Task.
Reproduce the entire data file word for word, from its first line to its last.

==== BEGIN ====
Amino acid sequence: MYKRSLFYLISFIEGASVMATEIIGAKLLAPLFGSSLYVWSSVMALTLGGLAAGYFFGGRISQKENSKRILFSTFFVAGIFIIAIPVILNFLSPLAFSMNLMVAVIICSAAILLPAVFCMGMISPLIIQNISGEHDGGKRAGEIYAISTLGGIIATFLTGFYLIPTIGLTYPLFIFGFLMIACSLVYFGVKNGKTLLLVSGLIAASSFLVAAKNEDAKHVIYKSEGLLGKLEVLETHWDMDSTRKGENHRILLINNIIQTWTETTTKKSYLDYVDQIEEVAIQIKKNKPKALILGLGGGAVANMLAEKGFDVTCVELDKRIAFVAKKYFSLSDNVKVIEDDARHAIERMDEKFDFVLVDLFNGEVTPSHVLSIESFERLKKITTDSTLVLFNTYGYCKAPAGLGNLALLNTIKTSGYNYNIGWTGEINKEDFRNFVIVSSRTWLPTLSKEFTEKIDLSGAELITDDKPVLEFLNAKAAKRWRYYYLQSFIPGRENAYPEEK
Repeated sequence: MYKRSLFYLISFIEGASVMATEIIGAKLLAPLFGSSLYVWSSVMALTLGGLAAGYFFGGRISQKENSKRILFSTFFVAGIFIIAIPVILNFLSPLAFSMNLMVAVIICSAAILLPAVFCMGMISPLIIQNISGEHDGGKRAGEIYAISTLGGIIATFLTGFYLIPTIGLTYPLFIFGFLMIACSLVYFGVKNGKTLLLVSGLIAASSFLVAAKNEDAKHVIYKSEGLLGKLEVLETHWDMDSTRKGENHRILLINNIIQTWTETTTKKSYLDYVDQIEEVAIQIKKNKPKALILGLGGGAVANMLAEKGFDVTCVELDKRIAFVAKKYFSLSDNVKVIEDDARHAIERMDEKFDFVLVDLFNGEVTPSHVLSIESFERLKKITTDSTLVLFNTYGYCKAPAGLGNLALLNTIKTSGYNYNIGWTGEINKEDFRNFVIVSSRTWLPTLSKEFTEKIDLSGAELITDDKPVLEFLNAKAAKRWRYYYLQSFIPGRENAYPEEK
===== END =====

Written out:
Amino acid sequence: MYKRSLFYLISFIEGASVMATEIIGAKLLAPLFGSSLYVWSSVMALTLGGLAAGYFFGGRISQKENSKRILFSTFFVAGIFIIAIPVILNFLSPLAFSMNLMVAVIICSAAILLPAVFCMGMISPLIIQNISGEHDGGKRAGEIYAISTLGGIIATFLTGFYLIPTIGLTYPLFIFGFLMIACSLVYFGVKNGKTLLLVSGLIAASSFLVAAKNEDAKHVIYKSEGLLGKLEVLETHWDMDSTRKGENHRILLINNIIQTWTETTTKKSYLDYVDQIEEVAIQIKKNKPKALILGLGGGAVANMLAEKGFDVTCVELDKRIAFVAKKYFSLSDNVKVIEDDARHAIERMDEKFDFVLVDLFNGEVTPSHVLSIESFERLKKITTDSTLVLFNTYGYCKAPAGLGNLALLNTIKTSGYNYNIGWTGEINKEDFRNFVIVSSRTWLPTLSKEFTEKIDLSGAELITDDKPVLEFLNAKAAKRWRYYYLQSFIPGRENAYPEEK
Repeated sequence: MYKRSLFYLISFIEGASVMATEIIGAKLLAPLFGSSLYVWSSVMALTLGGLAAGYFFGGRISQKENSKRILFSTFFVAGIFIIAIPVILNFLSPLAFSMNLMVAVIICSAAILLPAVFCMGMISPLIIQNISGEHDGGKRAGEIYAISTLGGIIATFLTGFYLIPTIGLTYPLFIFGFLMIACSLVYFGVKNGKTLLLVSGLIAASSFLVAAKNEDAKHVIYKSEGLLGKLEVLETHWDMDSTRKGENHRILLINNIIQTWTETTTKKSYLDYVDQIEEVAIQIKKNKPKALILGLGGGAVANMLAEKGFDVTCVELDKRIAFVAKKYFSLSDNVKVIEDDARHAIERMDEKFDFVLVDLFNGEVTPSHVLSIESFERLKKITTDSTLVLFNTYGYCKAPAGLGNLALLNTIKTSGYNYNIGWTGEINKEDFRNFVIVSSRTWLPTLSKEFTEKIDLSGAELITDDKPVLEFLNAKAAKRWRYYYLQSFIPGRENAYPEEK